MNB published a report that examines the macro-prudential measures of the past more than one and a half years. The report also explores the impact of previous regulations on the current risks posed by the pandemic as well as the steps taken in response to the pandemic. In the future, MNB will focus on changes in the EU financial regulatory framework, the potential consequences of climate change and green transition for financial stability, and the effects of expanding the range of certified consumer-friendly products.
Owing to the macro-prudential framework built in recent years, the domestic banking system has faced the coronavirus epidemic in a stable state and is still able to play its role of financing the economy. The healthy structure of the retail loan portfolio, supported by "debt brake rules" as well as the release of capital buffers in the Spring helped maintain banks' lending capacity. The capital buffer rates previously prescribed for 2020 will have to be gradually rebuilt by the concerned banks between 2022 and 2024. Furthermore, in 2020, the central bank will not review the systemic risk capital buffer rates, to avoid the negative lending effects of the buffer, which may be created due to the possible increase in the non-performing project loan portfolio in connection with the epidemic situation.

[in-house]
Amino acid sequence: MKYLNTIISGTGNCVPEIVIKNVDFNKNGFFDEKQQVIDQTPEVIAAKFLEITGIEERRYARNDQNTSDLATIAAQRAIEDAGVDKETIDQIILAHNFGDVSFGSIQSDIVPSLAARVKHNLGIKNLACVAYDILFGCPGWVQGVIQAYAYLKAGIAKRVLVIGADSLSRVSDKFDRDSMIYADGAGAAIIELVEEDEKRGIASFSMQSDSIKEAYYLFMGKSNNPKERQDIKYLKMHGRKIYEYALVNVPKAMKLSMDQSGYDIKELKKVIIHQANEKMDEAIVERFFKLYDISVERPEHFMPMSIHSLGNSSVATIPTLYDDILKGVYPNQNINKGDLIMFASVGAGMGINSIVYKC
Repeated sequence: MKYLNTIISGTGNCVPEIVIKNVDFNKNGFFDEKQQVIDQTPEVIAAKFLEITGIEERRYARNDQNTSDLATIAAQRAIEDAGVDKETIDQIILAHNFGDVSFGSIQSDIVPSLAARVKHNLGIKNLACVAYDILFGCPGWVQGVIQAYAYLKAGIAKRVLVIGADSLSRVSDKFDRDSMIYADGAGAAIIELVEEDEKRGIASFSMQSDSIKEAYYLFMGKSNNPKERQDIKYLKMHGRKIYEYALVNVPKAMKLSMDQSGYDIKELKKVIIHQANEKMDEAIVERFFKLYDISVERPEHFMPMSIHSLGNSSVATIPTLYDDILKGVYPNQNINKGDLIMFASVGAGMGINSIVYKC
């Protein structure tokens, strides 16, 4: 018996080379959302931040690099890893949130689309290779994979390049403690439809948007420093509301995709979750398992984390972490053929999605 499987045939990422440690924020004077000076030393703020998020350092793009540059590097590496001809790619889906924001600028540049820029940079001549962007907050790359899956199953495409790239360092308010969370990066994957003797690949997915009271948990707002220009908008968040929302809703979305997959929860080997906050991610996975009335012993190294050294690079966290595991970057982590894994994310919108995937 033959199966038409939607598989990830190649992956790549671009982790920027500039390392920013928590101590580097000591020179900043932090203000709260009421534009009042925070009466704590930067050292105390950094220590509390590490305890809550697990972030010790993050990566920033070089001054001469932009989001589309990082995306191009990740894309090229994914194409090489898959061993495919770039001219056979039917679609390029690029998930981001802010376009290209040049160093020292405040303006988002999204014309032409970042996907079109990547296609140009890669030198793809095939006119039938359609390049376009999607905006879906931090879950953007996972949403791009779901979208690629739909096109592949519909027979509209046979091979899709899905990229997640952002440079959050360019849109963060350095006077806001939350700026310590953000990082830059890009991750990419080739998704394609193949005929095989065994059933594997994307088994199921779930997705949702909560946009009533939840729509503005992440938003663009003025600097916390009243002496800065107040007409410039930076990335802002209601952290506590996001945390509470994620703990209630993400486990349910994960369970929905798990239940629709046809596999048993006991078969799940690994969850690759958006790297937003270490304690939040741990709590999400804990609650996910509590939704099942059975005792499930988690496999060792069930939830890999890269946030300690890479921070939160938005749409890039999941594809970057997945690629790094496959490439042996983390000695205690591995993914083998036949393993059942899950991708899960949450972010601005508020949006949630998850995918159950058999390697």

Due to the 2019 amendment of the "Single European Code" defining the prudential requirements for financial institutions, the framework of macro-prudential regulation will also change from 2021. The changes mainly concern the application of capital buffer requirements: a novelty in connection with the systemic risk capital buffer is the expansion of the range of risks that can be covered and the possibility of prescribing on a sectoral basis. In the future, MNB will examine the need to adapt its regulations to these changes. MNB has begun to explore the exposure of the domestic financial system to potential systemic risks due to climate change. Looking to the future, MNB is examining the possibilities of achieving green goals through prudential incentives, primarily in connection with the mortgage bond market. The central bank is also examining the possibility of developing incentives for the banking system to move toward green financing in macro-prudential regulation.
Keywords: Europe, Hungary, Banking, Macro-Prudential Policy, CCyB, Systemic Risk Buffer, Climate Change Risk, ESG, COVID-19, MNB
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